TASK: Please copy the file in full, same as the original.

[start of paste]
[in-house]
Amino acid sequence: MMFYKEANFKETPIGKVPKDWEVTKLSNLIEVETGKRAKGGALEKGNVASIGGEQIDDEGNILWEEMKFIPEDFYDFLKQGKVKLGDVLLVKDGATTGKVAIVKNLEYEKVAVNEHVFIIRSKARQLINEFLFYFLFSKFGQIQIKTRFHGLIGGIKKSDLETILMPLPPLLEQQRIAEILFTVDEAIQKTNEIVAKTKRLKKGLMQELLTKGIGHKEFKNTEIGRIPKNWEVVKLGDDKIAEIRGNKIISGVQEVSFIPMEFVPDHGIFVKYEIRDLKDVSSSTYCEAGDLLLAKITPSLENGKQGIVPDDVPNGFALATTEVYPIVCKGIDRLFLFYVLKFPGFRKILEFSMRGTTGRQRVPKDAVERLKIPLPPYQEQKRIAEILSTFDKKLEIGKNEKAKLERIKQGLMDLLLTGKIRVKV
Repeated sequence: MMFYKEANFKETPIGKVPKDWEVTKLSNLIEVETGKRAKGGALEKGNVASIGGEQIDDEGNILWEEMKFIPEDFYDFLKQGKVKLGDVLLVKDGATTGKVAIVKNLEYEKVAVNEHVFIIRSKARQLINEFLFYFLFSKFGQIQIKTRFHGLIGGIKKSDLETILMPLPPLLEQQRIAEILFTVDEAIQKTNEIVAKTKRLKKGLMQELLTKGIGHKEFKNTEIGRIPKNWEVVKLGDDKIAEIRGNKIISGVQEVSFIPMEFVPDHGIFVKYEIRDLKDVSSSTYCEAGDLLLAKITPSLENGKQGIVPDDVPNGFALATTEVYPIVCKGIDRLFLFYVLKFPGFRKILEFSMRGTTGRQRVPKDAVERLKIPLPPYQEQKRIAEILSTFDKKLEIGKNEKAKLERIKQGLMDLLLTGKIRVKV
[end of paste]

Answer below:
[in-house]
Amino acid sequence: MMFYKEANFKETPIGKVPKDWEVTKLSNLIEVETGKRAKGGALEKGNVASIGGEQIDDEGNILWEEMKFIPEDFYDFLKQGKVKLGDVLLVKDGATTGKVAIVKNLEYEKVAVNEHVFIIRSKARQLINEFLFYFLFSKFGQIQIKTRFHGLIGGIKKSDLETILMPLPPLLEQQRIAEILFTVDEAIQKTNEIVAKTKRLKKGLMQELLTKGIGHKEFKNTEIGRIPKNWEVVKLGDDKIAEIRGNKIISGVQEVSFIPMEFVPDHGIFVKYEIRDLKDVSSSTYCEAGDLLLAKITPSLENGKQGIVPDDVPNGFALATTEVYPIVCKGIDRLFLFYVLKFPGFRKILEFSMRGTTGRQRVPKDAVERLKIPLPPYQEQKRIAEILSTFDKKLEIGKNEKAKLERIKQGLMDLLLTGKIRVKV
Repeated sequence: MMFYKEANFKETPIGKVPKDWEVTKLSNLIEVETGKRAKGGALEKGNVASIGGEQIDDEGNILWEEMKFIPEDFYDFLKQGKVKLGDVLLVKDGATTGKVAIVKNLEYEKVAVNEHVFIIRSKARQLINEFLFYFLFSKFGQIQIKTRFHGLIGGIKKSDLETILMPLPPLLEQQRIAEILFTVDEAIQKTNEIVAKTKRLKKGLMQELLTKGIGHKEFKNTEIGRIPKNWEVVKLGDDKIAEIRGNKIISGVQEVSFIPMEFVPDHGIFVKYEIRDLKDVSSSTYCEAGDLLLAKITPSLENGKQGIVPDDVPNGFALATTEVYPIVCKGIDRLFLFYVLKFPGFRKILEFSMRGTTGRQRVPKDAVERLKIPLPPYQEQKRIAEILSTFDKKLEIGKNEKAKLERIKQGLMDLLLTGKIRVKV